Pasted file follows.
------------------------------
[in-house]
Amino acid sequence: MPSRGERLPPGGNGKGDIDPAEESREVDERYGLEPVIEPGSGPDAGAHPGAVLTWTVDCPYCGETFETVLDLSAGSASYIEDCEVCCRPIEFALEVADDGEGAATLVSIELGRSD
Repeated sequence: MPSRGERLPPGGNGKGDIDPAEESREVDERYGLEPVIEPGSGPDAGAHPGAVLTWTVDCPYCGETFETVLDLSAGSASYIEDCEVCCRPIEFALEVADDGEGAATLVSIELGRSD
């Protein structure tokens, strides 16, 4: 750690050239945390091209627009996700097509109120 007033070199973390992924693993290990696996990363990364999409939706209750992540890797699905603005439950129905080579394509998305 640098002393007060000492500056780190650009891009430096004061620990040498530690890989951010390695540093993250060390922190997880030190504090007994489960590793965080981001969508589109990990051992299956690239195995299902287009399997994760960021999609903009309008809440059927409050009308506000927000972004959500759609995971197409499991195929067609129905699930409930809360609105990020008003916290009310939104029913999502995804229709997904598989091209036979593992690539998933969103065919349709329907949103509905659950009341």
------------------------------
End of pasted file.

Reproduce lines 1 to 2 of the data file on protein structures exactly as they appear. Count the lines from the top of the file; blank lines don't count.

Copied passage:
[in-house]
Amino acid sequence: MPSRGERLPPGGNGKGDIDPAEESREVDERYGLEPVIEPGSGPDAGAHPGAVLTWTVDCPYCGETFETVLDLSAGSASYIEDCEVCCRPIEFALEVADDGEGAATLVSIELGRSD